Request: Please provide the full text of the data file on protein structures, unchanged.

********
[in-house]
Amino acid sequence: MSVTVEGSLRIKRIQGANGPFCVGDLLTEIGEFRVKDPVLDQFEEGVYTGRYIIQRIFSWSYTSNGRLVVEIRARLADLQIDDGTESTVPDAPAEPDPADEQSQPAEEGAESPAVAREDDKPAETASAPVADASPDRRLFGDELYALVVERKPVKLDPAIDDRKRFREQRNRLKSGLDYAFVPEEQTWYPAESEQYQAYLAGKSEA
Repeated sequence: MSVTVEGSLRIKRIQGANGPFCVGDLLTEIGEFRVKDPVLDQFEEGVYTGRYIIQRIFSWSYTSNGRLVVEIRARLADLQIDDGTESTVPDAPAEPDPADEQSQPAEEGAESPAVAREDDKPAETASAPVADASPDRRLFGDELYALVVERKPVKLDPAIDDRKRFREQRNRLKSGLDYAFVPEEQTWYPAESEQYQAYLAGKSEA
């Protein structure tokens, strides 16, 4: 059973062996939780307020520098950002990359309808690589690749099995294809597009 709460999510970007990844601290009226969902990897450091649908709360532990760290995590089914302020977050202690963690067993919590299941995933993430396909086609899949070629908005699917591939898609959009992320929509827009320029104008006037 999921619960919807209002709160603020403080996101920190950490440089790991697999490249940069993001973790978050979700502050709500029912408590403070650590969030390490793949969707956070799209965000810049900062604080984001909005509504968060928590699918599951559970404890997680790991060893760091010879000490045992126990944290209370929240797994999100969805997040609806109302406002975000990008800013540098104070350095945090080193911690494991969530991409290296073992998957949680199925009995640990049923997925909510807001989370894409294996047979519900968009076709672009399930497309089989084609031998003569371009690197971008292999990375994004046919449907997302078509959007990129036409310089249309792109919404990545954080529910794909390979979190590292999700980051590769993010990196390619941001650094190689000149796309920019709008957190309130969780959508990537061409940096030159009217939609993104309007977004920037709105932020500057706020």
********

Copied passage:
[in-house]
Amino acid sequence: MSVTVEGSLRIKRIQGANGPFCVGDLLTEIGEFRVKDPVLDQFEEGVYTGRYIIQRIFSWSYTSNGRLVVEIRARLADLQIDDGTESTVPDAPAEPDPADEQSQPAEEGAESPAVAREDDKPAETASAPVADASPDRRLFGDELYALVVERKPVKLDPAIDDRKRFREQRNRLKSGLDYAFVPEEQTWYPAESEQYQAYLAGKSEA
Repeated sequence: MSVTVEGSLRIKRIQGANGPFCVGDLLTEIGEFRVKDPVLDQFEEGVYTGRYIIQRIFSWSYTSNGRLVVEIRARLADLQIDDGTESTVPDAPAEPDPADEQSQPAEEGAESPAVAREDDKPAETASAPVADASPDRRLFGDELYALVVERKPVKLDPAIDDRKRFREQRNRLKSGLDYAFVPEEQTWYPAESEQYQAYLAGKSEA
């Protein structure tokens, strides 16, 4: 059973062996939780307020520098950002990359309808690589690749099995294809597009 709460999510970007990844601290009226969902990897450091649908709360532990760290995590089914302020977050202690963690067993919590299941995933993430396909086609899949070629908005699917591939898609959009992320929509827009320029104008006037 999921619960919807209002709160603020403080996101920190950490440089790991697999490249940069993001973790978050979700502050709500029912408590403070650590969030390490793949969707956070799209965000810049900062604080984001909005509504968060928590699918599951559970404890997680790991060893760091010879000490045992126990944290209370929240797994999100969805997040609806109302406002975000990008800013540098104070350095945090080193911690494991969530991409290296073992998957949680199925009995640990049923997925909510807001989370894409294996047979519900968009076709672009399930497309089989084609031998003569371009690197971008292999990375994004046919449907997302078509959007990129036409310089249309792109919404990545954080529910794909390979979190590292999700980051590769993010990196390619941001650094190689000149796309920019709008957190309130969780959508990537061409940096030159009217939609993104309007977004920037709105932020500057706020």